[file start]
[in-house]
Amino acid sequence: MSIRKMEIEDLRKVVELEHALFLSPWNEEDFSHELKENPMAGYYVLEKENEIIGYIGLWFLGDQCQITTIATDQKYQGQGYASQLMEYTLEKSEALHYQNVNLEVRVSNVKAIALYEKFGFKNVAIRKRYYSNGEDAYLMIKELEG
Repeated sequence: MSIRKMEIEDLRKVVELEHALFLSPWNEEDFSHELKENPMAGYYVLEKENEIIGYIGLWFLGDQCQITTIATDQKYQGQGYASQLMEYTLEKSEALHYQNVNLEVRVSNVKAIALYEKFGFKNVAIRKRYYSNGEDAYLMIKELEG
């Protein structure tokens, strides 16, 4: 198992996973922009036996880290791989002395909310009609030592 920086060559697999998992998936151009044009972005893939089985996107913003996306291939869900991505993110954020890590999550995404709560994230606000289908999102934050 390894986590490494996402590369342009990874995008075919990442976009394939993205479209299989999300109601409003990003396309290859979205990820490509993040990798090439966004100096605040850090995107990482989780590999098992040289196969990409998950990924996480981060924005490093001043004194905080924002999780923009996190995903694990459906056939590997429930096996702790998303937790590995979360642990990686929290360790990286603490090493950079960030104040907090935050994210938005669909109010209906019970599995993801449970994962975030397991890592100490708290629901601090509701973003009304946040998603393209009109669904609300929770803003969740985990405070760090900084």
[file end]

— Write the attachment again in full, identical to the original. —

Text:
[in-house]
Amino acid sequence: MSIRKMEIEDLRKVVELEHALFLSPWNEEDFSHELKENPMAGYYVLEKENEIIGYIGLWFLGDQCQITTIATDQKYQGQGYASQLMEYTLEKSEALHYQNVNLEVRVSNVKAIALYEKFGFKNVAIRKRYYSNGEDAYLMIKELEG
Repeated sequence: MSIRKMEIEDLRKVVELEHALFLSPWNEEDFSHELKENPMAGYYVLEKENEIIGYIGLWFLGDQCQITTIATDQKYQGQGYASQLMEYTLEKSEALHYQNVNLEVRVSNVKAIALYEKFGFKNVAIRKRYYSNGEDAYLMIKELEG
């Protein structure tokens, strides 16, 4: 198992996973922009036996880290791989002395909310009609030592 920086060559697999998992998936151009044009972005893939089985996107913003996306291939869900991505993110954020890590999550995404709560994230606000289908999102934050 390894986590490494996402590369342009990874995008075919990442976009394939993205479209299989999300109601409003990003396309290859979205990820490509993040990798090439966004100096605040850090995107990482989780590999098992040289196969990409998950990924996480981060924005490093001043004194905080924002999780923009996190995903694990459906056939590997429930096996702790998303937790590995979360642990990686929290360790990286603490090493950079960030104040907090935050994210938005669909109010209906019970599995993801449970994962975030397991890592100490708290629901601090509701973003009304946040998603393209009109669904609300929770803003969740985990405070760090900084």